Strong Woman Do Bong Soon
On the surface, Strong Woman Do Bong Soon is a light comedy with a heartwarming love story to go along with it. After all, the story revolves around a family in which all the women are naturally born with inhuman strength that is difficult to contain. Do Bongsoon (Park Boyoung) is a relatable young adult still living at home attempting to land a full-time job, lamenting about wishing she was normal and without this insane strength. She gets into a rather comical altercation with a bunch of construction gangsters (who obviously never learn from their mistakes as the series goes on), and ends up crossing paths with Ahn Minhyuk (Park Hyungsik), a young CEO in need of a bodyguard to protect him from threats he’s been receiving recently.
The story takes a particularly dark turn as it’s revealed that a criminal Kim Janghyuk (Jang Mikwan) is abducting women in the neighborhood, and scenes panning from Bongsoon’s normal day into the dark and dank basement he’s keeping these women in is absolutely horrifying. Not to mention his face is kept hidden in a Silence of the Lambs-esque mask, adding even more terrifying elements to an already terrifying concept. The story continues by jumping between the sweet love developing between Bongsoon and Minhyuk to the horrible torture chamber our antagonist is keeping these women in, nearly causing whiplash each time. However, it keeps the story engaging and fresh, and the clash of these two worlds is nothing less than totally epic. Not to mention, we totally love our strong female hero!
Legend of the Blue Sea
Legend of the Blue Sea is presented as a fantasy love story, with the main plot surrounding the entwined fate of Heo Joonjae (Lee Minho) and mermaid Shim Cheong (Jun Jihyun). Historical drama elements are added in to show their Joseon era incarnations Dam Ryeong and mermaid Sehwa, paralleling their story to the present incarnations. As with any sort of plotline involving fate, romantic elements that are sweet as well as sorrowful are expected, likely with an angle of melodrama being the main focus.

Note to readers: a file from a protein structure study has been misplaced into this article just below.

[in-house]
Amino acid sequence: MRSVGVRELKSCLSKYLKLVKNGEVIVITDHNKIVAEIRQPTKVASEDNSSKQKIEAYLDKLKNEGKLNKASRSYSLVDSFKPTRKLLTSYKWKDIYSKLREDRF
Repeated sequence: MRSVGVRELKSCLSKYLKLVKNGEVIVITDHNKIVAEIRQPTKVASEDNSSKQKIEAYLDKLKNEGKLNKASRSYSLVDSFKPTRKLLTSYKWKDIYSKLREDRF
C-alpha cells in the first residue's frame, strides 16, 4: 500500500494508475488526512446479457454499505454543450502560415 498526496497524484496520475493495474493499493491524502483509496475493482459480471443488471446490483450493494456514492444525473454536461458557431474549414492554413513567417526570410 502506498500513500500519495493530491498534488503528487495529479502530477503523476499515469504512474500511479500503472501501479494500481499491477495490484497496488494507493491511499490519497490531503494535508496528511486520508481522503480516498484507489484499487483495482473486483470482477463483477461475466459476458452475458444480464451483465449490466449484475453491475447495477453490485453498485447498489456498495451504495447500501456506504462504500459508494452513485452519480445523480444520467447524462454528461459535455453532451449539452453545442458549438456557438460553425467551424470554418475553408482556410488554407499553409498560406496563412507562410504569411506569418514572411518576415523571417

What’s so surprising about Legend of the Blue Sea is the amount of humor that’s written in the script. In fact, the first meeting scene between Joonjae and Shim Cheong is nothing short of totally hilarious, and continues to be so as the first episode goes on. There is also a surprising amount of action elements sprinkled throughout, with additional thriller points toward the ending too. These things certainly aren’t expected upon reading the synopsis of the story, and it keeps it very exciting as twists and turns follow what could be a bland and overused plot.
Descendants of the Sun
Melodrama at its finest… on the surface. Descendants of the Sun tells a story of star-crossed lovers, special forces officer Yoo Shijin (Song Joongki) who specializes in taking lives and doctor Kang Moyeon (Song Hyekyo) who specializes in saving lives. With a story that takes place in a potential warzone and with plenty of tragic events, the drama can certainly live up to its melodrama expectations.
But what would be the fun in that? First off, Descendants of the Sun is known for having one of the best bromances in a drama ever, between Shijin and his lieutenant Seo Daeyong (Jin Goo), whose constant misadventures and hilarious situations bring a level of comedy unexpected among the other dark plot points. The team of doctors have a rather ridiculous dynamic between them that adds to this, with the interaction of the characters more often than not being hysterical. The contrast in an otherwise very serious plot is fantastic, and you definitely won’t see many military dramas quite like this.